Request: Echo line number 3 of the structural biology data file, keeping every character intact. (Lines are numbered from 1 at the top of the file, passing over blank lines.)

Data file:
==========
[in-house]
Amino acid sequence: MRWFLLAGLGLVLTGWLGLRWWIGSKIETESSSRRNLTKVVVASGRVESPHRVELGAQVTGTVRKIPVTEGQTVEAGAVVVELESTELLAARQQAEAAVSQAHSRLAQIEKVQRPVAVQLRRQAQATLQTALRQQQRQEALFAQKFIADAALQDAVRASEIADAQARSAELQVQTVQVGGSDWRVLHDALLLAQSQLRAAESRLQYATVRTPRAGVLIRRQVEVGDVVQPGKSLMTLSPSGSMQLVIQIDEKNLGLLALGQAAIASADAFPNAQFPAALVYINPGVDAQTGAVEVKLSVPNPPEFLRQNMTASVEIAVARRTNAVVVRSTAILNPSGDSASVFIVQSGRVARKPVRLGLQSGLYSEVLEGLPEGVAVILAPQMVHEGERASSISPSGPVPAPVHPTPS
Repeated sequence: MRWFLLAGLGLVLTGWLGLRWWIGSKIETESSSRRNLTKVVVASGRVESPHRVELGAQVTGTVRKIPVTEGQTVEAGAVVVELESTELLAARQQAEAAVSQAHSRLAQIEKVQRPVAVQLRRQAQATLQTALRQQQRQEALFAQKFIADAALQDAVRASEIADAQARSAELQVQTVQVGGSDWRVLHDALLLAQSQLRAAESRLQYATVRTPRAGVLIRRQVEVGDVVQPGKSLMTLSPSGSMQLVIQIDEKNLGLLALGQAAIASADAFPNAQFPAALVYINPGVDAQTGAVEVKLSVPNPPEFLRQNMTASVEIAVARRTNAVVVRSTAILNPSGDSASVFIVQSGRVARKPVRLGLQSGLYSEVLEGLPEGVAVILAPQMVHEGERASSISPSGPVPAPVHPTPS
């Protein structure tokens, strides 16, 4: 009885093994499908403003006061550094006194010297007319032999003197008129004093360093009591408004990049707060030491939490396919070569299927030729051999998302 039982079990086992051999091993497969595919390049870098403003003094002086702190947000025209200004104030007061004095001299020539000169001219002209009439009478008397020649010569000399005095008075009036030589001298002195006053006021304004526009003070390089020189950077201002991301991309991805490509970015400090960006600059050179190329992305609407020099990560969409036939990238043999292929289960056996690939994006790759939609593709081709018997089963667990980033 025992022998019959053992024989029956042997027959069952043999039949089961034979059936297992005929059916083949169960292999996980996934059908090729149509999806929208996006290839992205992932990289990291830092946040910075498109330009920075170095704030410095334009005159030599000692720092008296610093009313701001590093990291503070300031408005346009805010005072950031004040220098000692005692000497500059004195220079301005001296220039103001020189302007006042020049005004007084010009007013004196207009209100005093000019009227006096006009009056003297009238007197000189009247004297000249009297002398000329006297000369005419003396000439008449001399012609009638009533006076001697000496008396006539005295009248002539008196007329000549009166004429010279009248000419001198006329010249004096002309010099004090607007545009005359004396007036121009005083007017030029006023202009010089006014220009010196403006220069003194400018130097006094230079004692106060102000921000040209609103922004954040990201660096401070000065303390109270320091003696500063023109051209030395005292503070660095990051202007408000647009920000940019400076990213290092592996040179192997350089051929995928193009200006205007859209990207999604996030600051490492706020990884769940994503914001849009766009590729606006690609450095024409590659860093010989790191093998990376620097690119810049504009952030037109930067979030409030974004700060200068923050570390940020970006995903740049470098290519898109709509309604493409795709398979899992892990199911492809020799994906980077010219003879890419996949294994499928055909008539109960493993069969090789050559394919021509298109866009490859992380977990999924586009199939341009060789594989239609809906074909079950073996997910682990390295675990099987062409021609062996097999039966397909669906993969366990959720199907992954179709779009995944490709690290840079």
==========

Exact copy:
Repeated sequence: MRWFLLAGLGLVLTGWLGLRWWIGSKIETESSSRRNLTKVVVASGRVESPHRVELGAQVTGTVRKIPVTEGQTVEAGAVVVELESTELLAARQQAEAAVSQAHSRLAQIEKVQRPVAVQLRRQAQATLQTALRQQQRQEALFAQKFIADAALQDAVRASEIADAQARSAELQVQTVQVGGSDWRVLHDALLLAQSQLRAAESRLQYATVRTPRAGVLIRRQVEVGDVVQPGKSLMTLSPSGSMQLVIQIDEKNLGLLALGQAAIASADAFPNAQFPAALVYINPGVDAQTGAVEVKLSVPNPPEFLRQNMTASVEIAVARRTNAVVVRSTAILNPSGDSASVFIVQSGRVARKPVRLGLQSGLYSEVLEGLPEGVAVILAPQMVHEGERASSISPSGPVPAPVHPTPS